USCIS Director Alejandro Mayorkas said, “Through the U visa, USCIS is able to provide crime victims with critical immigration protection, allowing law enforcement officials to protect victims and bring the perpetrators of crimes to justice.” He added, “Through our partnership with both law enforcement and service providers, and through the dedicated work of our staff, we were able to reach – and provide this vital benefit to – thousands of deserving individuals.”
The U visa was created in the Victims of Trafficking and Violence Protection Act, legislation intended to strengthen the ability of law enforcement agencies to investigate and prosecute cases of domestic violence, sexual assault, human trafficking, and other crimes while, at the same time, offering protection to victims of such crimes. U visas are set aside for victims who have suffered substantial mental or physical abuse as a result of the criminal activity and are willing to help law enforcement authorities in the investigation or prosecution of the crime. In fiscal year 2009, USCIS approved approximately 6,000 U visa petitions for victims of crime.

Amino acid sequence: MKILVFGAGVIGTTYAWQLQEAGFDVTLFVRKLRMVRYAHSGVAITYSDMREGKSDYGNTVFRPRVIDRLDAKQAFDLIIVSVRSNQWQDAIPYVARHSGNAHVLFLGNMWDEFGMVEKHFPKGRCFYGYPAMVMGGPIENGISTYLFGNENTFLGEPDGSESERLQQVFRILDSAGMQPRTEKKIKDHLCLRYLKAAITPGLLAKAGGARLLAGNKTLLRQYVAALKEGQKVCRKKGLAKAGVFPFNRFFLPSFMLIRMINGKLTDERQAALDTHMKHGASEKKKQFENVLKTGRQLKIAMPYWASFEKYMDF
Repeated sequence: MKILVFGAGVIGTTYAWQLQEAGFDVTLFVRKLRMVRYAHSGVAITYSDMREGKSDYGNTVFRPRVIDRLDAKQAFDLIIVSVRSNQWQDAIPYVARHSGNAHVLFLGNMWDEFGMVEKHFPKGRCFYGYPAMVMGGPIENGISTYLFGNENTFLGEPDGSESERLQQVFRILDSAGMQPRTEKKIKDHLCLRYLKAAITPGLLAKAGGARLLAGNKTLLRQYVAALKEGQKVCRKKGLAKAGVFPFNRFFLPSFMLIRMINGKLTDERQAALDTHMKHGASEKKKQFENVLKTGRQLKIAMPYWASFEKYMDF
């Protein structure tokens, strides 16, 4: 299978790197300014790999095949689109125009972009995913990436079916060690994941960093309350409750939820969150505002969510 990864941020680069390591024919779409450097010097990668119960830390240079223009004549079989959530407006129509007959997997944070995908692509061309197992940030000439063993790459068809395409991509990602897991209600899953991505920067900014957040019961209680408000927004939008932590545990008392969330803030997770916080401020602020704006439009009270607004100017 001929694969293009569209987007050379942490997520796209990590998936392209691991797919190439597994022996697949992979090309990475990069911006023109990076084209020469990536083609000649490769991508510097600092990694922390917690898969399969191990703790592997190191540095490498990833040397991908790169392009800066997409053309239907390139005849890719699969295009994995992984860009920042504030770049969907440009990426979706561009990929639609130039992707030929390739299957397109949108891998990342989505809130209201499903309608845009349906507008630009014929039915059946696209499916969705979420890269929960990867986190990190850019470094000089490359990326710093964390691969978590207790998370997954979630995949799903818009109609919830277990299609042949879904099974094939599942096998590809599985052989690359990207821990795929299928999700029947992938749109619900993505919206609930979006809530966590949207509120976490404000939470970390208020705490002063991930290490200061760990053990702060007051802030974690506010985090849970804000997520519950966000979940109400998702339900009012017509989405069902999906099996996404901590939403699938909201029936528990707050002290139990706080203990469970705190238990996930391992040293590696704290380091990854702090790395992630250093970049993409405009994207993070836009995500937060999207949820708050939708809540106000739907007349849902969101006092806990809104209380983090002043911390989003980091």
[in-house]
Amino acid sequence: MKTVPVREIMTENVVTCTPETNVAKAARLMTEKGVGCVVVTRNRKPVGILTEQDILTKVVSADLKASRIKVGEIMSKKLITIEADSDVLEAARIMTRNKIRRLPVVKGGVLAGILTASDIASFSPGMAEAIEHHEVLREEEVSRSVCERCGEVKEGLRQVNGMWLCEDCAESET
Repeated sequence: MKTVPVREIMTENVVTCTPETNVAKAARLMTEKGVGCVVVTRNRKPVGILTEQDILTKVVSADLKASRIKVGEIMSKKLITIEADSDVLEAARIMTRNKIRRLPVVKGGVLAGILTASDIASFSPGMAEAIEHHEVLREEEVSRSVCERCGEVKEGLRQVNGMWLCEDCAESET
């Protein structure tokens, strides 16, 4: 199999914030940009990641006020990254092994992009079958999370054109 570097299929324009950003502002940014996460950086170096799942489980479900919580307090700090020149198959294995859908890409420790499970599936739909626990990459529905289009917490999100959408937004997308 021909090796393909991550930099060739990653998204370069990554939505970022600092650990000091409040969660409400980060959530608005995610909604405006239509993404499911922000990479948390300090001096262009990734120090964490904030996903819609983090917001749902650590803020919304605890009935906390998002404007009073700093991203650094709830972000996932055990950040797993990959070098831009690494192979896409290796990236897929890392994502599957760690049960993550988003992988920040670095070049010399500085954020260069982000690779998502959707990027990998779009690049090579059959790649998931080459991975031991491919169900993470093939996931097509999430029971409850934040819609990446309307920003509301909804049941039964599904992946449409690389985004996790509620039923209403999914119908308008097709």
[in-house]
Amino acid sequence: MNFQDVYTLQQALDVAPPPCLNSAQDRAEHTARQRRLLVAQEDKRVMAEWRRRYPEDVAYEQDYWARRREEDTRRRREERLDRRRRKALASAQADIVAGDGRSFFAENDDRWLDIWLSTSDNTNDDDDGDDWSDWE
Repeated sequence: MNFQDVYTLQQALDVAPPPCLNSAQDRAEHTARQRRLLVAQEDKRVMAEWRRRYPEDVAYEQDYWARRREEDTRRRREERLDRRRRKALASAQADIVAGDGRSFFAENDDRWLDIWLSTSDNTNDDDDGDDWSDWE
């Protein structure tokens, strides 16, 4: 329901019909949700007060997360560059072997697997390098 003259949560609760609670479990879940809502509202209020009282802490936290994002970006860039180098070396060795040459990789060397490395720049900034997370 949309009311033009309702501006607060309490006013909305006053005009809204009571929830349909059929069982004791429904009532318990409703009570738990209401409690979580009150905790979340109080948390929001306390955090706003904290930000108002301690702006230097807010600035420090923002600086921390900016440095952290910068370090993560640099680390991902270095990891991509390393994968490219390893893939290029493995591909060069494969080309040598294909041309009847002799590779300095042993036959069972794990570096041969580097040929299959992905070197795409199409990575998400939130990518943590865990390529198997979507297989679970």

For additional information about the U visa program, you can view the USCIS Questions & Answers on the U visa. Or contact the attorneys at Global Justice Law Group to see if you qualify for a U Visa at email@example.com or call 206-787-1406.